The starting point is a mind-set shift around customer interaction touch points. Companies typically think of them as being “owned” by a given function: for instance, marketing owns brand management; sales owns customer relationships; merchandising or retail operations own the in-store experience. In today’s marketing environment, companies will be better off if they stop viewing customer engagement as a series of discrete interactions and instead think about it as customers do: a set of related interactions that, added together, make up the customer experience. That perspective should stimulate fresh dialogue among members of the senior team about who should design the overall system of touch points to create compelling customer engagement, and who then builds, operates, and renews each touch point consistent with that overall vision. There’s no need to worry about traditional functional or business unit ownership: whoever is best placed to tackle an activity should do so.

Designing a great customer-engagement strategy and experience depends on understanding exactly how people interact with a company throughout their decision journey. That interaction could be with the product itself or with service, marketing, sales, public relations, or any other element of the business.

When the hotel group Starwood sought to enhance its engagement with customers, for example, the company pored through data about them and identified clear demographic groups staying at its more than 1,000 properties. In 2006, the company unveiled a specific new positioning for each part of its brand portfolio, ranging in affordability from Four Points by Sheraton to its Luxury Collection and St. Regis properties.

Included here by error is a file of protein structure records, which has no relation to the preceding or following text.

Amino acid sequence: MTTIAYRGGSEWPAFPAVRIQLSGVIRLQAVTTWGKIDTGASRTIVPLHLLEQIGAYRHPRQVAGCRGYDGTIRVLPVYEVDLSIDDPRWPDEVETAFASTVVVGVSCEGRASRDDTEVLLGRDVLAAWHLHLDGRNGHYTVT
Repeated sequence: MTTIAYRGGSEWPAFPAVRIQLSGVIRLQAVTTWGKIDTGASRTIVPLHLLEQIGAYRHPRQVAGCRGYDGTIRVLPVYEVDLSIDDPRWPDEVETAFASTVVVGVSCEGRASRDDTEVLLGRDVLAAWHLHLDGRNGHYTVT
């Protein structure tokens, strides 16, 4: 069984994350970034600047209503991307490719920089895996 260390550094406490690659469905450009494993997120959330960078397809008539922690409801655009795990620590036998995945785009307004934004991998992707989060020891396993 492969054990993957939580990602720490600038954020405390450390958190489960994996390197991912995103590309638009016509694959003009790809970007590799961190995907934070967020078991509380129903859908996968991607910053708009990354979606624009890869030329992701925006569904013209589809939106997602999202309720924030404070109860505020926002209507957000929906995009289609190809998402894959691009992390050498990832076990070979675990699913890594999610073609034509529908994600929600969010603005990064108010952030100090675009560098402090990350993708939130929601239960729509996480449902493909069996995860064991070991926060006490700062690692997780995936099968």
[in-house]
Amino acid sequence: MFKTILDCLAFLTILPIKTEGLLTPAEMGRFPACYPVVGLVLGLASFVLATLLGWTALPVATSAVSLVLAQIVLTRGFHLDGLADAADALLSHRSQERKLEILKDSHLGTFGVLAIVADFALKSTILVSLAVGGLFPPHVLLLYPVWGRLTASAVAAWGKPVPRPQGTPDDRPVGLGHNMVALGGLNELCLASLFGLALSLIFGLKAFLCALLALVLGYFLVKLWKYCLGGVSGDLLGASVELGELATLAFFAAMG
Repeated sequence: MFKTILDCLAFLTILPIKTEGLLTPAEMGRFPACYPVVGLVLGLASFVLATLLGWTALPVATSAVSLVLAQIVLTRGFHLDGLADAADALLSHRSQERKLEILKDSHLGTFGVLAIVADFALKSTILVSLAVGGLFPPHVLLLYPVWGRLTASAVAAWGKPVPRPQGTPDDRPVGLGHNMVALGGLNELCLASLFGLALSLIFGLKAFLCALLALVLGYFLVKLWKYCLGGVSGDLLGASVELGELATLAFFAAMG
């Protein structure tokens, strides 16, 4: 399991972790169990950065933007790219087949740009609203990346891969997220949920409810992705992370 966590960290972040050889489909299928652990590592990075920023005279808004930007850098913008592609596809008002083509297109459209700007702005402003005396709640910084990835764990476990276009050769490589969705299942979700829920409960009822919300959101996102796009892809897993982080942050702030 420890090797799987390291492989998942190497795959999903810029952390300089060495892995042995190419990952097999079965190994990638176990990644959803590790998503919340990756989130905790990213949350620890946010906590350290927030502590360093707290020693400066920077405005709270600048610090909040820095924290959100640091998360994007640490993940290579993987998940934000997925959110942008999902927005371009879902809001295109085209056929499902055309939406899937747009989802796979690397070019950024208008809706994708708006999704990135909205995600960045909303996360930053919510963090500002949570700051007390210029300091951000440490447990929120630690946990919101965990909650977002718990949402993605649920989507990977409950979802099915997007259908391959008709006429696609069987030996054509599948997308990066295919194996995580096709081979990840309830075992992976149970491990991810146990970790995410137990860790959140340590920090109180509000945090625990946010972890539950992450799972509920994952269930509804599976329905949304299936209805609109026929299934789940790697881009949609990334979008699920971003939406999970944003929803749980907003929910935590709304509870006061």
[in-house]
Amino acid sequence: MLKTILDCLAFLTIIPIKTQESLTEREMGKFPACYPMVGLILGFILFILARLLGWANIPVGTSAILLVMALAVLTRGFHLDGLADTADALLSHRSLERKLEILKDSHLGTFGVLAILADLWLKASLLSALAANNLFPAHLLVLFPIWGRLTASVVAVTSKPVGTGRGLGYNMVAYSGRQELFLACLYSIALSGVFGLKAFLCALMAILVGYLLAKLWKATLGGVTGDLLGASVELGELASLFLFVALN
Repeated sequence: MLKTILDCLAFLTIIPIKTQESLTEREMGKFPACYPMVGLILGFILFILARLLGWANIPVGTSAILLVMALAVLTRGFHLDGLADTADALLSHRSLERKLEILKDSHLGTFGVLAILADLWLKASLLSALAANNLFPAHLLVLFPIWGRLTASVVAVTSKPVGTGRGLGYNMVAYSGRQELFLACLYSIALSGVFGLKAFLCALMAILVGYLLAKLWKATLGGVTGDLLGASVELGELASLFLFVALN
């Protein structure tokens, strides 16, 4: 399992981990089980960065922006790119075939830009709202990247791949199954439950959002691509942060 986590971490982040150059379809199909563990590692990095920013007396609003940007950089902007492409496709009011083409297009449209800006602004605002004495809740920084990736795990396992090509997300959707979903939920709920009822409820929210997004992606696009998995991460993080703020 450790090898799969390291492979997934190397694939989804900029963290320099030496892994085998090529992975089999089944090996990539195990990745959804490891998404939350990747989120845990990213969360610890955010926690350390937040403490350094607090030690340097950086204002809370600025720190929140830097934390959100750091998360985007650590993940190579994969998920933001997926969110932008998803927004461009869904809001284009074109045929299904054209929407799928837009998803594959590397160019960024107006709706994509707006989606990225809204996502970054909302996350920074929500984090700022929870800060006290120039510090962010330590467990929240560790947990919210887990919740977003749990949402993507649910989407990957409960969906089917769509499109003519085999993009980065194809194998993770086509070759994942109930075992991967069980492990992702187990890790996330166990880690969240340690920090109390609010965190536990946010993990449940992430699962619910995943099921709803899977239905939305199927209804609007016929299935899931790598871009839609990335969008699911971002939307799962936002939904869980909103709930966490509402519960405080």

Each brand seeks to deliver a different customer experience, on dimensions ranging from how guests are greeted by staff to the kind of toiletries offered in rooms. Crucially, for each type of property, Starwood sought to design not only the desired experience but also how it would actually be delivered. It therefore had to decide what coordination would be necessary across functions, who would operationally control different touch points, and even what content customers wanted in the company’s Web site, in loyalty program mailings, and other forms of communication.

Starwood’s experience underscores the fact that, despite the growing impact of digital touch points such as social media, effective customer engagement must go beyond pure communication to include the product or service experience itself. “At the end of the day,” says Virgin Atlantic Airways chief executive Steve Ridgway, “we fly exactly the same planes as everybody else. If we get our customers off the plane happy, and they go on to talk about that and get others to come and then come back again themselves—that’s a huge marketing tool.”